University of Tasmania

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Time energy budget of the New Holland honeyeater Phylidonyris novaehollandiae (Aves: Meliphagidae) near Hobart, Tasmania

posted on 2023-05-26, 17:14 authored by Kusuma Yuni, Dra. Luh Putu Eswaryanti
The New Holland honeyeater Phylidonyris novaehollandiae is a member of the family Meliphagidae, which is one of Australia's dominant passerine families (Ford and Paton, 1977). Many siu-dies have been conducted on this species in mainland Australia (e.g. Paton, 1981; 1982; McFarland, 1986) but there is much less data from Tasmania. This study was conducted near Hobart, Tasmania (S 42° 54' 10\ E 147° 19' 26\" average 50 m a.s.1). The site consisted of two adjacent habitats one was dry sclerophyll forest and the other a modified man-made habitat. The first stage of this study was the determination of time budgets. The activities of the New Holland honeyeater were found to be significantly different both seasonally and diurnally. The time proportion for foraging exceeded the time proportion for other activities throughout the year. The study also found that the major diet of this bird was nectar in all seasons of the year while other non-nectar carbohydrate sources such as manna lerp or honeydew were found to be less important in this study. The bird also spent a small proportion of their foraging time to feed on insects to satisfy their protein requiremeni's. . During the study on time budget activity observations on various aspects of the breeding of the New Holland honeyeater were also conducted. The birds in this study had a lengthy breeding season from early winter to mid-summer. The birds were multi-brooded and the mean clutch 'size was 2.14 ±. 'S .E 0.13. The parental roles and nesting activity observed were similar to the earlier studies in mainland Australia. The second stage involved measurement of the basal metabolic rate. This was found to be higher (5.12 ± 0.14 ml g-1hr-1 ) than in the same species from mainland Australia probably because the colder climate in Tasmania is more energetically demanding therefore the birds enhance their thermogenesis with an increased basal metabolic rate. The basal metabolic rate did not vary seasonally perhaps because the birds reside in a temperate climate and are prepared for the stress of changing seasons by making physiological and behavioural adaptations that allow the birds to survive throughout the year in Hobart Tasmania. The third section deals with the time energy budget of the New Holland honeyeater. The time energy budget did not vary seasonally (153.95 -1- 4.5 in spring 134.00 ± 7.5 in summer 130.10 -± 10.7 in autumn and 123.00 1- 7.5 in winter) as the bird balance the time and energy allocation for their activities in facing the varying energy demands of their annual cycle."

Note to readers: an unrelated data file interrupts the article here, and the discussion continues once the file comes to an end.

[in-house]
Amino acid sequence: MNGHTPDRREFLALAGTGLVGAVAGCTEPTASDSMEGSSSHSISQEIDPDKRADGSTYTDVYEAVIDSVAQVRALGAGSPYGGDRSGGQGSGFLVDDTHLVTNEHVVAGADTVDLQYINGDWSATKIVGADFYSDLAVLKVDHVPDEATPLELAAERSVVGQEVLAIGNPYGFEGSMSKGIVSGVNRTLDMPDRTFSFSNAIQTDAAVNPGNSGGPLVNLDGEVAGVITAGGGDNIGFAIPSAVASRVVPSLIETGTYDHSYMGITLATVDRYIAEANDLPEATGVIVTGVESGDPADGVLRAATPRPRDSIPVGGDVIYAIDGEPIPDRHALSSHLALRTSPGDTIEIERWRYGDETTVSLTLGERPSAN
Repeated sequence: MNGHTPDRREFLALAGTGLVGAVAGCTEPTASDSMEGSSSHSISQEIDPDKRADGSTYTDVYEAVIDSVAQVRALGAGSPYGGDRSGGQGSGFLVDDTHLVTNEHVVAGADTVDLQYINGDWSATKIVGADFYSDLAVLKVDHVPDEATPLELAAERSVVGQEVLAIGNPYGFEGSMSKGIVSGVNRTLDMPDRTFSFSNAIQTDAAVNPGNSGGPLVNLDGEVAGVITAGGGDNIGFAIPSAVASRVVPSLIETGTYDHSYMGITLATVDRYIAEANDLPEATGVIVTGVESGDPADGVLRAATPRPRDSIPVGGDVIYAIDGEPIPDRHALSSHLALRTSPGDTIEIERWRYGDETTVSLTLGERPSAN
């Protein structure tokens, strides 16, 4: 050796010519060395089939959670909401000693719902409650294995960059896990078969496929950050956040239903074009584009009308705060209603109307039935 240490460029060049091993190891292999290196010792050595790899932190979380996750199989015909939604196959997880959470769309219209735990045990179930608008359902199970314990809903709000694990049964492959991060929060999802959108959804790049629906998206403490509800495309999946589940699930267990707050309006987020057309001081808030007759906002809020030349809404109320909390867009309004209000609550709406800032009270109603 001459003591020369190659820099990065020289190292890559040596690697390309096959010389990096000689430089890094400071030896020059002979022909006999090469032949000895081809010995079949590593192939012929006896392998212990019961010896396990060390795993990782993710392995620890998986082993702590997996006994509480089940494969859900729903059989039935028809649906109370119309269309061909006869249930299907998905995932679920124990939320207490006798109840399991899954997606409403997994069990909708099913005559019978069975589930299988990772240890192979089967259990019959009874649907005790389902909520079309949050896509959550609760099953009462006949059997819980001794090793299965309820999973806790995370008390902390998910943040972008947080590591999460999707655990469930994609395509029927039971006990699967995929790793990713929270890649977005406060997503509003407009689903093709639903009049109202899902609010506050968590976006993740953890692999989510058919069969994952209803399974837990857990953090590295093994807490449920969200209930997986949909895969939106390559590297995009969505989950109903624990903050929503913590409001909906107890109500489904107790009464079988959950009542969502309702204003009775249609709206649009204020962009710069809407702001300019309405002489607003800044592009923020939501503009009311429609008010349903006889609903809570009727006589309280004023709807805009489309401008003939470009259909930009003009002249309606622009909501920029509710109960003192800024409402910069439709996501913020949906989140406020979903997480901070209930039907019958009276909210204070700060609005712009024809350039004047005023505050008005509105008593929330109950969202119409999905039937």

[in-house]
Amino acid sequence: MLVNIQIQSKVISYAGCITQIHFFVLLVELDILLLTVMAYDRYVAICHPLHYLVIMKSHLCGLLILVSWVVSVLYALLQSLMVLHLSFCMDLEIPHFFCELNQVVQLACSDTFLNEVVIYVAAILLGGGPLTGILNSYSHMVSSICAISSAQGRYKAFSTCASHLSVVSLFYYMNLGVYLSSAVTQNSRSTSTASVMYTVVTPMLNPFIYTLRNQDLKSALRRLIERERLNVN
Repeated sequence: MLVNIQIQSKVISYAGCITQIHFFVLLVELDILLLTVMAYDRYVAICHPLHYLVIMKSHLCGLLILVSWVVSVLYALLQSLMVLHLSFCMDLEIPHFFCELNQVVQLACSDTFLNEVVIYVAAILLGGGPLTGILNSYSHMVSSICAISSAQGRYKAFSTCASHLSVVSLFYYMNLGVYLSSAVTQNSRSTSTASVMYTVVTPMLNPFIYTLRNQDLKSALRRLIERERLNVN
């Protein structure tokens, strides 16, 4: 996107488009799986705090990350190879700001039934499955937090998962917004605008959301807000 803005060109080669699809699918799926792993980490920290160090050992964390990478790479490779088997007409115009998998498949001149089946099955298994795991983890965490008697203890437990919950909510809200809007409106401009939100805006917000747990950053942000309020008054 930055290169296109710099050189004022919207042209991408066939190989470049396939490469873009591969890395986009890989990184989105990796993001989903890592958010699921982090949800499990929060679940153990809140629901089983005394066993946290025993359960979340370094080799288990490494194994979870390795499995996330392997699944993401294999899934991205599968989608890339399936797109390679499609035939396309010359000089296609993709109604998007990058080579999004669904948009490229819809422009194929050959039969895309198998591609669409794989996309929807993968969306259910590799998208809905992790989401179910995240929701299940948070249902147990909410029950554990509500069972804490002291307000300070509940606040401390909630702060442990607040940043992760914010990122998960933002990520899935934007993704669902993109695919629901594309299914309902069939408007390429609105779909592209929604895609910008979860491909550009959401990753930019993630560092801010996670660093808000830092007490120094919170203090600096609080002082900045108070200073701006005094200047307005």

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Thesis (M.Sc.)--University of Tasmania, 2003. Includes bibliographical references

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